So, we invited them to participate in the test and get a feel of how it will feel like on an actual election results day, so if anything happens, they know exactly who to contact and how to solve it together.

Again, since we are going to break our production website, a failover plan was needed.

Like what if the production website is completely down? What if you open your iOS app and you can’t see the news?

So, we created a bunch of scenarios, like, “What to do if this happens?

What to do if this happens?"

So, we started going all that way deep into the path of preparing to make sure that we also provided customer service.

Like what to say when we are going to be down?

Learning review.

We just don’t want to run the test and forget about it.

You want to learn from the test.

So we created a structure in which someone will log the timeline while the test is executing.

We created a process on how those timeline will be consumed after the test is over.

We will conduct a learning review as well as a blameless postmortem, and have some lessons learned from it.

Like what are the action items that we have to do?

Since we talked about planning, let’s talk about preparing for the test.

The first thing we did is, we started understanding each application in and out.

So, what it means is, like, what is the business purpose as well as the technical purpose of the system?

What are the internal and external dependency?

What is the role of caching?

So caching plays a very important role in terms of load testing.

So, we wanted to make sure, like, how they are set up, so learning from it so it helps us design the test accordingly.

Throughout the next four sections, I have a small section called ‘Tips,’ which will have things that we learned or we did take care of.

The first thing I want to clarify is, like, don’t try to stress test your website through any content delivery network.

You will not have enough power at all, and it doesn’t solve any value to you.

Second, unless you have a strong reason don’t hit the cache endpoints, hit the host directly.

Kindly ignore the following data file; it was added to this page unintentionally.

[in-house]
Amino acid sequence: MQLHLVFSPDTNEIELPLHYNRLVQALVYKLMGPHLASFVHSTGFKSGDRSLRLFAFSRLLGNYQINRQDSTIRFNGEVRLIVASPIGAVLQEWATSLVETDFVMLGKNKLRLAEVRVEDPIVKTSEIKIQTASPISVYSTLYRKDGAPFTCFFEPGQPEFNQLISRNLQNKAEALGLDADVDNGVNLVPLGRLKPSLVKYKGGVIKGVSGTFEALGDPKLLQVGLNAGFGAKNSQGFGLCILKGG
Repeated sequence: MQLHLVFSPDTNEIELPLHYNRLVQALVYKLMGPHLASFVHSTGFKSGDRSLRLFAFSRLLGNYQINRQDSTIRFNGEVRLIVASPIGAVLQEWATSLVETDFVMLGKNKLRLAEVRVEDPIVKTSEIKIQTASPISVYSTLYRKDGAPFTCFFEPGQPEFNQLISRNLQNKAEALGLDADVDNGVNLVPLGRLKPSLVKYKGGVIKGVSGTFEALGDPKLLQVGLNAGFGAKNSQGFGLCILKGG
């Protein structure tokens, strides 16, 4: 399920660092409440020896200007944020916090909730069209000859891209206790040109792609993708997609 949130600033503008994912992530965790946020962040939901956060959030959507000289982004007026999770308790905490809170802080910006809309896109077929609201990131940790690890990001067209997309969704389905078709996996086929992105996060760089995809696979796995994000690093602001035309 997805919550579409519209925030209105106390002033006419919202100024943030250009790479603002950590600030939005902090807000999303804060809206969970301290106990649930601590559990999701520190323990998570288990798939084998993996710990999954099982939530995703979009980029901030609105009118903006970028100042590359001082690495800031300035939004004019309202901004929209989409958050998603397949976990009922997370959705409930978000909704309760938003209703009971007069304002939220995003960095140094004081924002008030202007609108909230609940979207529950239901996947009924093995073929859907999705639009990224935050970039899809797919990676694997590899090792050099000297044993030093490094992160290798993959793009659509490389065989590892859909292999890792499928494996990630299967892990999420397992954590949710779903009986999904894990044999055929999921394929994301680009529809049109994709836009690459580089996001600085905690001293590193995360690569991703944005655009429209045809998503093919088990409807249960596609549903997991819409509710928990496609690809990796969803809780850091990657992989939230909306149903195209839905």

That’s where you will learn the most.

Scripting your stress test

Second, script.

JMeter as well as most of the load testing scripts out there, are not browsers.

What I meant is, when you go to the browser, you go to, it parses a bunch of calls and it makes automatic calls that are in your JavaScript.

But JMeter doesn’t do that.

So, you have to design a script in a way that mimics your application behavior.

Like a user interacting with the site.

So, we started recording the traffic of that actual, and make sure, like, “Okay, if you’re going to The New York Times, how many times it’s calling our user info API and all those other APIs.”

And we started designing the test that will mimic an actual user.

We also worked on creating the test data.

Since we are going into production, we wanted to make sure that the traffic that we are simulating is as much production alike.

So, we created a bunch of cookies and headers, and we created for it.

The third point is very important.

As I mentioned, that we wanted to make sure that our site on that…

Like, one of the key objectives for the stress testing is to make sure that the results are accurate.

So, how to do that?

We created a bunch of scripts that mimic newsroom activity (pushing new updates at the same time).

So, we are throwing the traffic from the user perspective, and then we are throwing the traffic from the newsroom perspective where we are busting the cache at the same time.

We wanted to stress the system from both ends.

Minor tip: make sure you send the full HTTP request whenever you do this kind of testing, otherwise a bunch of cloud providers will start calling you and they will think that you are in some kind of SYN attack.

So, don’t do that.

Make sure you send the full HTTP request.

Designing the stress test

Third, designing was very important for us.

As I mentioned the graph before, there was some kind of traffic, like we have seen the pattern.